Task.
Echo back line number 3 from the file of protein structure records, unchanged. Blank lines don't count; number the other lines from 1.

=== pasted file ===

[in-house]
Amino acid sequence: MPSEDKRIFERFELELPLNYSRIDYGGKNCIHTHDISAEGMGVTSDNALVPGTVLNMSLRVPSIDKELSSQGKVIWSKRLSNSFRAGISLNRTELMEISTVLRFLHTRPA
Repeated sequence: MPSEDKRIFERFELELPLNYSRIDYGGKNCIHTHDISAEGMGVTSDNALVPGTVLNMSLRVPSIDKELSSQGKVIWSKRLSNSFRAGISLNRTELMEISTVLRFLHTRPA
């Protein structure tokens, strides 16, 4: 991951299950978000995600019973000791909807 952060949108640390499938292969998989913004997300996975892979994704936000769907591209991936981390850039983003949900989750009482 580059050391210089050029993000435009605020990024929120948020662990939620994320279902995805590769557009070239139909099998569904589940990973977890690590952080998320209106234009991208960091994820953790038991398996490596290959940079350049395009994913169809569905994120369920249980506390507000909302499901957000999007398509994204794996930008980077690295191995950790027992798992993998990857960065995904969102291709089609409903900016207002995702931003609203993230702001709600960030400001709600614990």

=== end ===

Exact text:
Repeated sequence: MPSEDKRIFERFELELPLNYSRIDYGGKNCIHTHDISAEGMGVTSDNALVPGTVLNMSLRVPSIDKELSSQGKVIWSKRLSNSFRAGISLNRTELMEISTVLRFLHTRPA